Monday, November 23, 2015

Why Don’t More Companies Pursue a Blue Ocean Strategy?
(Ben Peters)

In the Harvard Business Review article “Blue Ocean Strategy”, the author mentions a study conducted on business launches. 108 companies were analyzed in the study and it was found that 86% of business investments were made to improve existing capabilities/offerings, while only 14% of investments went towards creating new markets. What is more surprising is that the 14% investment in new markets generated 61% of the total profit, while the investment in existing business ventures generated only 39%. Given this data, one has good reason to question the logic for such an imbalance.

The article gives several reasons why companies are reluctant to invest more towards finding “Blue Ocean”, including the strong influence of military strategy in business and the intensity of competitor rivalry. Another reason companies don’t go after “Blue Ocean” more often is the high level of risk involved. Target markets might not always be responsive to a company’s efforts to reach them, which can lead to losses for the company if they have invested heavily in reaching them.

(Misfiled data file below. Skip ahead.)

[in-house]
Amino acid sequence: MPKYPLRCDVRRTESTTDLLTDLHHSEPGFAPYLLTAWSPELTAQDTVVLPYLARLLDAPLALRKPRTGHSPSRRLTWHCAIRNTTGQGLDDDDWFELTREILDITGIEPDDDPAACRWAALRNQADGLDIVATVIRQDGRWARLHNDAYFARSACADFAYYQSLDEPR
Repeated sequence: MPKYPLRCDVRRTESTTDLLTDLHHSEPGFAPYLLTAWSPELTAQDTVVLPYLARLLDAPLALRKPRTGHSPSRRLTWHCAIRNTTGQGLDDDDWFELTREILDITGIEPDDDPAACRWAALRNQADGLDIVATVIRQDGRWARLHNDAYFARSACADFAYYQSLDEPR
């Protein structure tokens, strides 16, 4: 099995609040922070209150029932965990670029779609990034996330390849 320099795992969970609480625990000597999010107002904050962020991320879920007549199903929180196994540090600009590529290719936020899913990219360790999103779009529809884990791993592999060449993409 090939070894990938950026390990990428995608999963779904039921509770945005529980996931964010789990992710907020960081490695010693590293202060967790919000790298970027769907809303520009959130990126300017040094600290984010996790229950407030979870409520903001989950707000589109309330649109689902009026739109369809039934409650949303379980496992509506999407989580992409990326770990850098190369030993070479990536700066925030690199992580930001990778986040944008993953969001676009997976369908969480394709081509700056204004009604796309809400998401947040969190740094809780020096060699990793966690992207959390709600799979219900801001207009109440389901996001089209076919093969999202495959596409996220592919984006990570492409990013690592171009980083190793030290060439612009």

One recent example is Nintendo. Nintendo released a new gaming console the “Wii” in 2006 with the target of attracting a new audience of casual “gamers” who had never had a big interest in playing video games. The Wii was very successful at first and Nintendo was able to sell millions of Wii consoles based on its ease of use and motion sensing platform. The only problem was that the new breed of gamers didn’t want to buy more games for the console; many were content with the standard Wii Sports game that came standard with every system. So although the Wii was still profitable for Nintendo, it did not turn out to be the savior they had hoped for, and as a result of this, along with some other issues, Nintendo spent several years reporting financial losses.    


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